After the meeting, we headed out to explore Medellín ( pronounced by locals as “Medellgene”)  , a city of more than four million people that has transformed itself in the past decade or so from a dangerous, drug infested city to a place that in 2014 was voted the most innovative city in the world. We began the day by heading to a barrio called LaComuna 13 in the western part of the city.  It’s in an area that could be called a favela, or almost slum area in which the government has painted houses, commissioned murals and built an escalator up the mountain to give residents access to the city. At the top of the mountain a celebration was going on in which clowns performed, school supplies were given out to young families and children were given hot dogs and soft drinks.

  

  

  

  

Afterward, we took a cable car ride up to the barrio of Vallejuelos, and back, giving us good views of the city and an opportunity to see the large amount of low cost housing that the government has built and the excellent transportation to and from that housing provided by the cable cars. Brian is pictured below in a cable car.

   
 

We took the modern and spotless metro to the city center, where we walked around a bit before having a traditional Colombian ¨paisa¨ lunch at La Hacienda, a popular and old restaurant in the center of the city.  After lunch, we were joined by a not very inspiring (I’d say “boring,” but Nevada disagrees) local guide who told me more than I wanted to hear about things that I was not all that interested in to begin with. We went into a church, but I’ve already exceeded my lifetime limit of churches I can see on trips.  

The saving grace was that it did not last long, and we made our way to the “Parque Berrio”, near the Botero sculpture park in Botero Plaza where many giant sculptures of Colombia’s most famous artist and Medellin-born sculptor Fernando Botero are exhibited. The park also teems with vendors selling watches, hats and other wares of all kinds. Nearby is a lane in which men sit at typewriters to produce letters and legal,documents. And not far away is an area where prostitutes (legal in Colombia) hang out.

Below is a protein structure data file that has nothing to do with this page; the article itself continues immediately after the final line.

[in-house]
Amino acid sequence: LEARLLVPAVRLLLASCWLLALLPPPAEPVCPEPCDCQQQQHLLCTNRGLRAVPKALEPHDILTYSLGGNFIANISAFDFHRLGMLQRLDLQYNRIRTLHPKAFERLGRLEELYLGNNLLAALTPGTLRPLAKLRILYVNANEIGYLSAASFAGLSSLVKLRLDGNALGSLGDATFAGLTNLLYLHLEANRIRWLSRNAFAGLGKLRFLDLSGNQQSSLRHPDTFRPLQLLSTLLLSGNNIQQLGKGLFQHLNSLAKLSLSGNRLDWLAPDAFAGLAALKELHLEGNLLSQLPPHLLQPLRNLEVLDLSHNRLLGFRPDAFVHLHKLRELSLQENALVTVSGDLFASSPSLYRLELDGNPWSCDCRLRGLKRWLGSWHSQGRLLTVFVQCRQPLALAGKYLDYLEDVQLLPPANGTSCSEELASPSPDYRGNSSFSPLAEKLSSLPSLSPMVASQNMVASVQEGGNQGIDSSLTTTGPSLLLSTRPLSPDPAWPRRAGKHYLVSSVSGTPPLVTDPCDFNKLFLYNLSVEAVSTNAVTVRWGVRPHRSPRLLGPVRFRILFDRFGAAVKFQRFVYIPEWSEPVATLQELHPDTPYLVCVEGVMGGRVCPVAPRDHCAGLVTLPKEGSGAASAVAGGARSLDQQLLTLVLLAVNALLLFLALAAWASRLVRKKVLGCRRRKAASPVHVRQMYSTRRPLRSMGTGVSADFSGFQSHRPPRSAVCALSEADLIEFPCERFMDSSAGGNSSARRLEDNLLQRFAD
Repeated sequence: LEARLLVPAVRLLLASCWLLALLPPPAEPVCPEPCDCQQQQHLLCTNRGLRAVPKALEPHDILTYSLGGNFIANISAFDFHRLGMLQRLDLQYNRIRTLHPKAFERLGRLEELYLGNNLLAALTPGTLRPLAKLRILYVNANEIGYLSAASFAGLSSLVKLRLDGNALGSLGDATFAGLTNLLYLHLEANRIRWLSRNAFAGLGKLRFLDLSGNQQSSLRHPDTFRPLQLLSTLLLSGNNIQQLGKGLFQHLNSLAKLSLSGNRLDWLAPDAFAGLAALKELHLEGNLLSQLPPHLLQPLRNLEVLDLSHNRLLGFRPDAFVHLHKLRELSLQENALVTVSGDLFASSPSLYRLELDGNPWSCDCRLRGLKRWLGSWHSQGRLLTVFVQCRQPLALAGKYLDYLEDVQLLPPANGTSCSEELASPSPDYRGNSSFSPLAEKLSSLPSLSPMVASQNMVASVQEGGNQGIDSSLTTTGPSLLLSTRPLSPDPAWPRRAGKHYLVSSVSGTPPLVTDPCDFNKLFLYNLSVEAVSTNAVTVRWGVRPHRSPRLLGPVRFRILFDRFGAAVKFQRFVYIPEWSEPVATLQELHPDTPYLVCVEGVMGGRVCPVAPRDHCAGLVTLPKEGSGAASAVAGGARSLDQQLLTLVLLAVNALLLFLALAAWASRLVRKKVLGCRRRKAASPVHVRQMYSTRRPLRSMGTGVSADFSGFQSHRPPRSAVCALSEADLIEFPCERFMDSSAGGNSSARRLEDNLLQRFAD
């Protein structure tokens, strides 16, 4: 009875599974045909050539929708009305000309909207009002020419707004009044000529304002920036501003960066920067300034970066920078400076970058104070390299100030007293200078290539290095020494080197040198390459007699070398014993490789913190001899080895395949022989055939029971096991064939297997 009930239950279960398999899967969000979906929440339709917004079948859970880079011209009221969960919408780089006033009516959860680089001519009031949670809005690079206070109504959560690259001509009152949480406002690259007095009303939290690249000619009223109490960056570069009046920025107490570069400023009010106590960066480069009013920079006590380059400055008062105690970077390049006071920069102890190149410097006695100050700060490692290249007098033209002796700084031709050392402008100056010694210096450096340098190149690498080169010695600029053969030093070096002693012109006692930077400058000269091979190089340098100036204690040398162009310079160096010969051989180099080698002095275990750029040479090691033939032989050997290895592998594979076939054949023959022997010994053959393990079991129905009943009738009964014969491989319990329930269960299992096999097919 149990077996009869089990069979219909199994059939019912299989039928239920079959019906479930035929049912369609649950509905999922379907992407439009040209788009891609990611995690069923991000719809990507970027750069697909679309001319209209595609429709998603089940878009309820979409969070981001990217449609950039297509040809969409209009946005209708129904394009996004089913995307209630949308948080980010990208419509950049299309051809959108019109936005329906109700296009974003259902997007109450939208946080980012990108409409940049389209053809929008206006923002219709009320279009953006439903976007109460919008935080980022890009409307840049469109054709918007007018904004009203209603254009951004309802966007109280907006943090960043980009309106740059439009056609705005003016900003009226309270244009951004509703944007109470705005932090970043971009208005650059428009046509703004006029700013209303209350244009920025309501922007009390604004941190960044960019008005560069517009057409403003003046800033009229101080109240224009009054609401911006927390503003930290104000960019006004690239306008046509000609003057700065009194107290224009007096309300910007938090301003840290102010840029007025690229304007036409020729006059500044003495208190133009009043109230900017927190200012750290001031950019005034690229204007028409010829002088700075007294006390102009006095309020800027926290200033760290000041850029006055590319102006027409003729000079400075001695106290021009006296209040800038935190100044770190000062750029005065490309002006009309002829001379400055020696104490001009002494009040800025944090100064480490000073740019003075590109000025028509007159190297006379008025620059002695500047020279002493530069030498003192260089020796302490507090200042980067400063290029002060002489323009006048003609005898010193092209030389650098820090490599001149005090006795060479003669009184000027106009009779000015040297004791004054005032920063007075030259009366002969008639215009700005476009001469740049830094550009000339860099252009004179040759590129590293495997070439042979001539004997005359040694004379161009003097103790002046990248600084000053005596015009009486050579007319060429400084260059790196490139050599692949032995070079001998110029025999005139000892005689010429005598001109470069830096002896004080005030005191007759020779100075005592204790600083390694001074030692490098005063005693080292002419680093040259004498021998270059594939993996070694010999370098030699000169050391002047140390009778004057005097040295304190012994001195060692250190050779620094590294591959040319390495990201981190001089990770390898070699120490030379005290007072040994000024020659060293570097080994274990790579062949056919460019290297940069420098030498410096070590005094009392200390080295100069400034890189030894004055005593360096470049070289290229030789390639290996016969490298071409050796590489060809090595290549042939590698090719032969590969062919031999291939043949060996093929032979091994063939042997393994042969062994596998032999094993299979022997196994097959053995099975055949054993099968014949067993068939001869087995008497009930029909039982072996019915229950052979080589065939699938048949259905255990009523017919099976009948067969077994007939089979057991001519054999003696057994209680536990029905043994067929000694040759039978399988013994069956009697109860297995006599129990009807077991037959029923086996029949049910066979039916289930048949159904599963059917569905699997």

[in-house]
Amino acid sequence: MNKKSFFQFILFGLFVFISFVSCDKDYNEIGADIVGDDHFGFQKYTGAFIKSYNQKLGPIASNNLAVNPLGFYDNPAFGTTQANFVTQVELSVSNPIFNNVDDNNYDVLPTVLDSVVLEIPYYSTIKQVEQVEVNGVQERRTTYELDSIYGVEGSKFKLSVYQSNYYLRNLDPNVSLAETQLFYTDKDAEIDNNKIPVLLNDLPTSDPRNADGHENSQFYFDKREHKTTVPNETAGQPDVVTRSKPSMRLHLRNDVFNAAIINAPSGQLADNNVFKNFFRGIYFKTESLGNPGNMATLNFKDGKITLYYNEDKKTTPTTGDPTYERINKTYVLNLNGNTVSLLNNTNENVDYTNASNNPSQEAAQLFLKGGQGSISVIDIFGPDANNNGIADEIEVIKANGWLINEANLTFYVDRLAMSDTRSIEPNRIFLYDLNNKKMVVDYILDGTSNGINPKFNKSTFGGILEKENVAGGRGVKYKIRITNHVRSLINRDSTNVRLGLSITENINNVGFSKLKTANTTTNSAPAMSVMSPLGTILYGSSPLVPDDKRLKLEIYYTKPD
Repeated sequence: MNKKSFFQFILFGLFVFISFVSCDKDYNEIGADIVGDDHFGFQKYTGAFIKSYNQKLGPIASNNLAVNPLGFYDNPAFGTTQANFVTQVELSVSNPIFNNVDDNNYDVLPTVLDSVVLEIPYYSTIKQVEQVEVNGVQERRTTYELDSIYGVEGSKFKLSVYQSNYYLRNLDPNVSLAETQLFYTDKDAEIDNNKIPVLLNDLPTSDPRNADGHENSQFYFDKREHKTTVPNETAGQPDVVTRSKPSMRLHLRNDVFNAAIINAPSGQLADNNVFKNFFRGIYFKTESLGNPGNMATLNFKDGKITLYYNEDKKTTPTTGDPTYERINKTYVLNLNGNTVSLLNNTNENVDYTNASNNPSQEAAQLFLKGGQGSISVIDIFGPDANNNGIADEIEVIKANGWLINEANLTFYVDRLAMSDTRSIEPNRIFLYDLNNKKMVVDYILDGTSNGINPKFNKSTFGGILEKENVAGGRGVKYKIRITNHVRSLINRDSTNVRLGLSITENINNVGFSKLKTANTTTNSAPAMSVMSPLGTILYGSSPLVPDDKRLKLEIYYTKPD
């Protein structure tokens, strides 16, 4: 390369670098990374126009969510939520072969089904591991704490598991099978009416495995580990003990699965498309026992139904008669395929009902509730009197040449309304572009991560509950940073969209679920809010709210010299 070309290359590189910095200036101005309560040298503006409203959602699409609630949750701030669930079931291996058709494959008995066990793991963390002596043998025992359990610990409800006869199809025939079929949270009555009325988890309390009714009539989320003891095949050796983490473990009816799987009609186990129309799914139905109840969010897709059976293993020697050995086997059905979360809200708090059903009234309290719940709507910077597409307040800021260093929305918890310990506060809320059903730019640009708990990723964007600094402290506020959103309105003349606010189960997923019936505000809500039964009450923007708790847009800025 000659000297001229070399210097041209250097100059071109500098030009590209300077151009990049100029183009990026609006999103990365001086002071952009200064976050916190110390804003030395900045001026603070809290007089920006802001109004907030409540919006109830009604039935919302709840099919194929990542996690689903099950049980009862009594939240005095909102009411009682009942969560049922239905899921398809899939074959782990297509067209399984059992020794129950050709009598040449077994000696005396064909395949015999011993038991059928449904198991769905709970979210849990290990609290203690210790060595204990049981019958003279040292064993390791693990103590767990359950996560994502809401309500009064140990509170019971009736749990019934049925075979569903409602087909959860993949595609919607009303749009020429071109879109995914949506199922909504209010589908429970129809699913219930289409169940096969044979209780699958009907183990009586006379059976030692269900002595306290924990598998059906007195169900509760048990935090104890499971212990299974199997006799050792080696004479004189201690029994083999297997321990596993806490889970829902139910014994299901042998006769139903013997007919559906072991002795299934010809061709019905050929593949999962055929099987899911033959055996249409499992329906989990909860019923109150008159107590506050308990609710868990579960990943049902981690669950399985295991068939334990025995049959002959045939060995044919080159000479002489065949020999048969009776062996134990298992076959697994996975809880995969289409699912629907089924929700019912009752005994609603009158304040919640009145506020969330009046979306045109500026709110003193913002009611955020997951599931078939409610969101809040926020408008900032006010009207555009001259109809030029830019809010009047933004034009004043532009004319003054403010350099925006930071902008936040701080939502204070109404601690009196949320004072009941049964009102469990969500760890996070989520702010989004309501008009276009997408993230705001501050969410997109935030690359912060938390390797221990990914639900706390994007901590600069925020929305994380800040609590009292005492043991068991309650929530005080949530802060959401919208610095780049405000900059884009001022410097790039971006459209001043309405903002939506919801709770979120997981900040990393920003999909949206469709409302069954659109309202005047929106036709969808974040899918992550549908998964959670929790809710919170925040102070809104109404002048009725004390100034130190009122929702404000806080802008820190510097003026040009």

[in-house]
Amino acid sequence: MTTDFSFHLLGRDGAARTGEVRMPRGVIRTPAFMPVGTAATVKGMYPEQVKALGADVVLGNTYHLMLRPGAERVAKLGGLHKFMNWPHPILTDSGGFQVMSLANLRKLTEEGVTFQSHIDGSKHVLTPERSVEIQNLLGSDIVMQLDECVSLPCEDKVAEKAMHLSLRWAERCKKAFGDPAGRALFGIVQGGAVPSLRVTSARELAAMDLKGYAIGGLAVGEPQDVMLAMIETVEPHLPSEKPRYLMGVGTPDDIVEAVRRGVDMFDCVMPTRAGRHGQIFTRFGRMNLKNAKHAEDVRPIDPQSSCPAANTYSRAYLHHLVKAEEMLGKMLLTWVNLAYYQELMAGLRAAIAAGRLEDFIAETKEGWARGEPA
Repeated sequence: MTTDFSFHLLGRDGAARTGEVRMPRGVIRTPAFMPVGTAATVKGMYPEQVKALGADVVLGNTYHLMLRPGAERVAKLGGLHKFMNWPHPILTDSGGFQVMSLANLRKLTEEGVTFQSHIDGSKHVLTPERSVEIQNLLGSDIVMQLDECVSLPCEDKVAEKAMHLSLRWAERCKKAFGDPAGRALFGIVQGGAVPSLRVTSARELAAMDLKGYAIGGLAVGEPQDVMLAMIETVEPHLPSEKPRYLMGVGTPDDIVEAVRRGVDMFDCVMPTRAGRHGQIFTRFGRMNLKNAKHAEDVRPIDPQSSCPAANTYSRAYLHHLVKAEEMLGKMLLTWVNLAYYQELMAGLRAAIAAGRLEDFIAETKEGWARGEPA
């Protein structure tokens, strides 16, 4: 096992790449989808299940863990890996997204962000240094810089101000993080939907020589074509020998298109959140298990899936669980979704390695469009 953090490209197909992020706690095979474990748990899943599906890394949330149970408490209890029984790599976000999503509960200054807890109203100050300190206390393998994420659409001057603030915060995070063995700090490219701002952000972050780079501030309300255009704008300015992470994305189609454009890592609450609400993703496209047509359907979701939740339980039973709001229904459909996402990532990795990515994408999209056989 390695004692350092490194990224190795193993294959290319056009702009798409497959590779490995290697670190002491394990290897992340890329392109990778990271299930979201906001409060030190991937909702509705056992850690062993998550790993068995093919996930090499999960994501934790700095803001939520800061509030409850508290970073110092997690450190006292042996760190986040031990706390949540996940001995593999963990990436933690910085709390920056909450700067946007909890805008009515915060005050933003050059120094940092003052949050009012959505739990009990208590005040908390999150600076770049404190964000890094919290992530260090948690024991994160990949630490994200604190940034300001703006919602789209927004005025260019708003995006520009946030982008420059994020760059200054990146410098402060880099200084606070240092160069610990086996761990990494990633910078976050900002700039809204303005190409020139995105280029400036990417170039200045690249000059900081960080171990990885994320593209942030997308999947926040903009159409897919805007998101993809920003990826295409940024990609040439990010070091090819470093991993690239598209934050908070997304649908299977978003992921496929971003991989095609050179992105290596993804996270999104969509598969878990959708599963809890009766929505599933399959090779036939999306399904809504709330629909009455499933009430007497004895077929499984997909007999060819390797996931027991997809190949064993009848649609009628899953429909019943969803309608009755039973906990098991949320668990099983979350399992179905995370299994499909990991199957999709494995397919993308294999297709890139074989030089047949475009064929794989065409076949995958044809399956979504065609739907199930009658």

We ventured down a street known locally as “El Hueco” (the whole) full of cheap goods and fresh tropical fruits. The street is highlighted by the old Justice Department building that has been restored in paint and architecture, but turned into a low-budget shopping mall.

We passed by the buildings of the local government, the old train station, Museo de Antioquia and the Palace of Culture where office blocks share public spaces with sculptures, libraries, and the park of lights nearby, all of which we saw briefly.

Returned to the hotel, where I was happily and quite emotionally reunited with my suitcase. Ample time to shower and change, and download today’s photos (which I’d say we’re fair, at best).

We all walked about eight blocks to dinner at a very excellent restaurant called OCI. Brian and his lovely and charming girlfriend, Laura, who recently completed medical school, joined us. Walked back to the hotel, worked on the blog and retired.

For those of you who wrote to ask, or may be wondering, yes, I’ve packed plenty of bug spray to combat any Zika-carrying mosquitos. Should I encounter any, I’ll probably preserve them and have them mounted, as I don’t otherwise hunt.

4 comments to Escalators and Cable Cars in Medellin

  • lauri pollack

    Absolutely love your trips from the comfort of my living room. Thank you for the vivid narrative and stunning photos.

  • SO glad you got reunited with your suitcase!

  • David Levine

    All the Light You Cannot See is a wonderful, wonderful book. You will love it.

    Hope that the information Luisa provided was helpful.

    Have fun.. (For Eve–Earn Block R points)

    David

  • Wendy

    I love the two hat photos and the close up of the watches. Does being in a Spanish-speaking country make you think of your dad a good deal? You must enjoy using your Spanish.(Can’t remember if this was the post where it came in handy with the cab driver as I read all of the posts separately from commenting on them.)